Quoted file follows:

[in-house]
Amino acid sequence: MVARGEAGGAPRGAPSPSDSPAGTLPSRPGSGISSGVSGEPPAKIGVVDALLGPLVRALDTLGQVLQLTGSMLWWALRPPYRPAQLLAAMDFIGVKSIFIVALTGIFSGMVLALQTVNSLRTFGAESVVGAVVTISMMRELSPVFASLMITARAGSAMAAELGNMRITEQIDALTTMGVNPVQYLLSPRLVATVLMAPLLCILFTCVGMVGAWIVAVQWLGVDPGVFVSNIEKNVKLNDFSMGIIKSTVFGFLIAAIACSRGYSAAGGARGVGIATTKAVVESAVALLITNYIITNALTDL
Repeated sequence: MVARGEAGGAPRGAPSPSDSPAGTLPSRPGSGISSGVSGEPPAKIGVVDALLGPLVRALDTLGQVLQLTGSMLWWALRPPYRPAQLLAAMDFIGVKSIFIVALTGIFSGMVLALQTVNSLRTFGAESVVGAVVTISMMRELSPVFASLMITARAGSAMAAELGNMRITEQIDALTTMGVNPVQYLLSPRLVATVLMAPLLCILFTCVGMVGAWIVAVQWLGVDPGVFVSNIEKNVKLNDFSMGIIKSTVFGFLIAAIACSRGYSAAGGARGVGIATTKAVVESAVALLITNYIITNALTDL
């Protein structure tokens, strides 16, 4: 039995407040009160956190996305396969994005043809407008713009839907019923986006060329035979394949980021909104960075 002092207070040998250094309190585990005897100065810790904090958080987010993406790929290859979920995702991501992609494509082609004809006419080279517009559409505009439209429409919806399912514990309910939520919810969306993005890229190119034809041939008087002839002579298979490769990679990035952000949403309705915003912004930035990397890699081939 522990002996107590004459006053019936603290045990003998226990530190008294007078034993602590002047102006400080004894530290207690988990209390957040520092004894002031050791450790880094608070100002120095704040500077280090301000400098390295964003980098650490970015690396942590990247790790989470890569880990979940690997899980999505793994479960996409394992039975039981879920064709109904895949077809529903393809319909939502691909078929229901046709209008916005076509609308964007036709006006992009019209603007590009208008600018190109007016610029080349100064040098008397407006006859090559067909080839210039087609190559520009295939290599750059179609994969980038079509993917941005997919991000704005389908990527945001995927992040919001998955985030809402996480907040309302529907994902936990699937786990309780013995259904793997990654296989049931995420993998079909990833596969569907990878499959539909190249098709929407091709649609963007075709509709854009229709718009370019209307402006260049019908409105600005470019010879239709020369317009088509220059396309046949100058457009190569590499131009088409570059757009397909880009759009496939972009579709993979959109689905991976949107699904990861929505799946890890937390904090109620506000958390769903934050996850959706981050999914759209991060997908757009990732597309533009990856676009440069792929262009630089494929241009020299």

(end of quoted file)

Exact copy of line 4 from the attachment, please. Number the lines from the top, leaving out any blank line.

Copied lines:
């Protein structure tokens, strides 16, 4: 039995407040009160956190996305396969994005043809407008713009839907019923986006060329035979394949980021909104960075 002092207070040998250094309190585990005897100065810790904090958080987010993406790929290859979920995702991501992609494509082609004809006419080279517009559409505009439209429409919806399912514990309910939520919810969306993005890229190119034809041939008087002839002579298979490769990679990035952000949403309705915003912004930035990397890699081939 522990002996107590004459006053019936603290045990003998226990530190008294007078034993602590002047102006400080004894530290207690988990209390957040520092004894002031050791450790880094608070100002120095704040500077280090301000400098390295964003980098650490970015690396942590990247790790989470890569880990979940690997899980999505793994479960996409394992039975039981879920064709109904895949077809529903393809319909939502691909078929229901046709209008916005076509609308964007036709006006992009019209603007590009208008600018190109007016610029080349100064040098008397407006006859090559067909080839210039087609190559520009295939290599750059179609994969980038079509993917941005997919991000704005389908990527945001995927992040919001998955985030809402996480907040309302529907994902936990699937786990309780013995259904793997990654296989049931995420993998079909990833596969569907990878499959539909190249098709929407091709649609963007075709509709854009229709718009370019209307402006260049019908409105600005470019010879239709020369317009088509220059396309046949100058457009190569590499131009088409570059757009397909880009759009496939972009579709993979959109689905991976949107699904990861929505799946890890937390904090109620506000958390769903934050996850959706981050999914759209991060997908757009990732597309533009990856676009440069792929262009630089494929241009020299």